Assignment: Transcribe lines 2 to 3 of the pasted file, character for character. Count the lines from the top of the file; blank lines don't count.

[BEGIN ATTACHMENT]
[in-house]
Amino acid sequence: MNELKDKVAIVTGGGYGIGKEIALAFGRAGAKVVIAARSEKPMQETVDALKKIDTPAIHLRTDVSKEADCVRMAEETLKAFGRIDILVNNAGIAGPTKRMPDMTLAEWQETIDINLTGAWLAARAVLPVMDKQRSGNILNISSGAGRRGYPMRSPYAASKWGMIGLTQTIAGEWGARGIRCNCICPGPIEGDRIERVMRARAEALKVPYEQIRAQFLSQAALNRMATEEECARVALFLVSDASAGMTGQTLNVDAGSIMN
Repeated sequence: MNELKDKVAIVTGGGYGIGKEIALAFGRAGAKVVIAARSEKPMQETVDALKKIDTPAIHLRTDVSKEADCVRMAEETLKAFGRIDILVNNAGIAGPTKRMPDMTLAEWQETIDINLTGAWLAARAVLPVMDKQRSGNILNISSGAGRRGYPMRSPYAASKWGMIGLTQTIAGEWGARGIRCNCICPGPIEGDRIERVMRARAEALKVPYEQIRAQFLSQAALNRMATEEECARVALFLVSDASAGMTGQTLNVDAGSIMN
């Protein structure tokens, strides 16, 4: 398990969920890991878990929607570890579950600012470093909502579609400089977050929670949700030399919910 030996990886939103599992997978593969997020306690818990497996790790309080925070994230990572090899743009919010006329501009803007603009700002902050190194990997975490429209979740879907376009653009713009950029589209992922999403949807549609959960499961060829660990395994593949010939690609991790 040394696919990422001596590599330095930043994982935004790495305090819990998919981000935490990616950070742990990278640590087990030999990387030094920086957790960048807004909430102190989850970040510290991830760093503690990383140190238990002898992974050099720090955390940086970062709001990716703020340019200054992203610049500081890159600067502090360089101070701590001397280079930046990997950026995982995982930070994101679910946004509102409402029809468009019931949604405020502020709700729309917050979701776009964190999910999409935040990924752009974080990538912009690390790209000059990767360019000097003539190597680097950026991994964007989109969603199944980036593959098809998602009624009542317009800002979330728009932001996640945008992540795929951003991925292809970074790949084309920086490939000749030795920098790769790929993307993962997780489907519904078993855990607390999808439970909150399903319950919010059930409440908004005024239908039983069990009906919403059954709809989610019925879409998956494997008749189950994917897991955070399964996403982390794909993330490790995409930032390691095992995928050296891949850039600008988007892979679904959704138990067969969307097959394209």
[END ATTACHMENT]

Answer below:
Amino acid sequence: MNELKDKVAIVTGGGYGIGKEIALAFGRAGAKVVIAARSEKPMQETVDALKKIDTPAIHLRTDVSKEADCVRMAEETLKAFGRIDILVNNAGIAGPTKRMPDMTLAEWQETIDINLTGAWLAARAVLPVMDKQRSGNILNISSGAGRRGYPMRSPYAASKWGMIGLTQTIAGEWGARGIRCNCICPGPIEGDRIERVMRARAEALKVPYEQIRAQFLSQAALNRMATEEECARVALFLVSDASAGMTGQTLNVDAGSIMN
Repeated sequence: MNELKDKVAIVTGGGYGIGKEIALAFGRAGAKVVIAARSEKPMQETVDALKKIDTPAIHLRTDVSKEADCVRMAEETLKAFGRIDILVNNAGIAGPTKRMPDMTLAEWQETIDINLTGAWLAARAVLPVMDKQRSGNILNISSGAGRRGYPMRSPYAASKWGMIGLTQTIAGEWGARGIRCNCICPGPIEGDRIERVMRARAEALKVPYEQIRAQFLSQAALNRMATEEECARVALFLVSDASAGMTGQTLNVDAGSIMN